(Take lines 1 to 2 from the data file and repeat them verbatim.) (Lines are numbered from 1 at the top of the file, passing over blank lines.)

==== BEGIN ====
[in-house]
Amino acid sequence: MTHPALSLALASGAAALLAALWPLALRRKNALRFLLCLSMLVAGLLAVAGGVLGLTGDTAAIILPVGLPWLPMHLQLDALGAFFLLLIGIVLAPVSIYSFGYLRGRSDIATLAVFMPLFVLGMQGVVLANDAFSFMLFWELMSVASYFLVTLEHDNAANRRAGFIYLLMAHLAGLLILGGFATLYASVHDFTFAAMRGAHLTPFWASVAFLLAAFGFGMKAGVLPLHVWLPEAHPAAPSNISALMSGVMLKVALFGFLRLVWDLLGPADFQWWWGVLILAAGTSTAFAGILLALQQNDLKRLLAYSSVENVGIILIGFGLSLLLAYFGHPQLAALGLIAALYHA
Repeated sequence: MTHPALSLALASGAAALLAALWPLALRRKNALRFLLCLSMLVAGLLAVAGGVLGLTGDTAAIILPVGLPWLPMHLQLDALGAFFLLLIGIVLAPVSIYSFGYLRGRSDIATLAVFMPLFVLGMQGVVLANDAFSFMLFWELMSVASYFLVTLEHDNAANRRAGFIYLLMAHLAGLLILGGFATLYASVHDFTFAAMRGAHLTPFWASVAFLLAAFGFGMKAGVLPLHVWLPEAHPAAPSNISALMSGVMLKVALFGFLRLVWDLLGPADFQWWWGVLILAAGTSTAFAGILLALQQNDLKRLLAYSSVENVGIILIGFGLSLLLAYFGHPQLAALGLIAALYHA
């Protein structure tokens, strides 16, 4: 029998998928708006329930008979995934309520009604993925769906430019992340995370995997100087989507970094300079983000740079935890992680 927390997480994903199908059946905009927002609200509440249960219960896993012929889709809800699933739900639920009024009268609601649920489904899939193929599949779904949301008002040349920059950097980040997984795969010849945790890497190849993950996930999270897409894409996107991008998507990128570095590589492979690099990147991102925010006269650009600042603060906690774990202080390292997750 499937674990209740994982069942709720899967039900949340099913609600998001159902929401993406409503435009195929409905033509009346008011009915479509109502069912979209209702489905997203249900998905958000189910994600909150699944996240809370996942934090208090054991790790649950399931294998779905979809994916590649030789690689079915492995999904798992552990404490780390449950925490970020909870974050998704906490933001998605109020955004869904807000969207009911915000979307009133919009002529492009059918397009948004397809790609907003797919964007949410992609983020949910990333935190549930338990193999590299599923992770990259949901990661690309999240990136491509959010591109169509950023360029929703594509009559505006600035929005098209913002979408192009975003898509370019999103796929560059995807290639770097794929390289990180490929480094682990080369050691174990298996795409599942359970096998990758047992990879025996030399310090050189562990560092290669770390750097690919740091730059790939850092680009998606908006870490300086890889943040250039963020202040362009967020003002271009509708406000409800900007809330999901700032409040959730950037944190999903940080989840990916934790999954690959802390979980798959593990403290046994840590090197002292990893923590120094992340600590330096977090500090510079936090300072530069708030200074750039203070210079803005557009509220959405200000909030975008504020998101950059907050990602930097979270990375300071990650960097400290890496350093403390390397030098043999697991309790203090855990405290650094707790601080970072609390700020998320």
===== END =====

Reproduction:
[in-house]
Amino acid sequence: MTHPALSLALASGAAALLAALWPLALRRKNALRFLLCLSMLVAGLLAVAGGVLGLTGDTAAIILPVGLPWLPMHLQLDALGAFFLLLIGIVLAPVSIYSFGYLRGRSDIATLAVFMPLFVLGMQGVVLANDAFSFMLFWELMSVASYFLVTLEHDNAANRRAGFIYLLMAHLAGLLILGGFATLYASVHDFTFAAMRGAHLTPFWASVAFLLAAFGFGMKAGVLPLHVWLPEAHPAAPSNISALMSGVMLKVALFGFLRLVWDLLGPADFQWWWGVLILAAGTSTAFAGILLALQQNDLKRLLAYSSVENVGIILIGFGLSLLLAYFGHPQLAALGLIAALYHA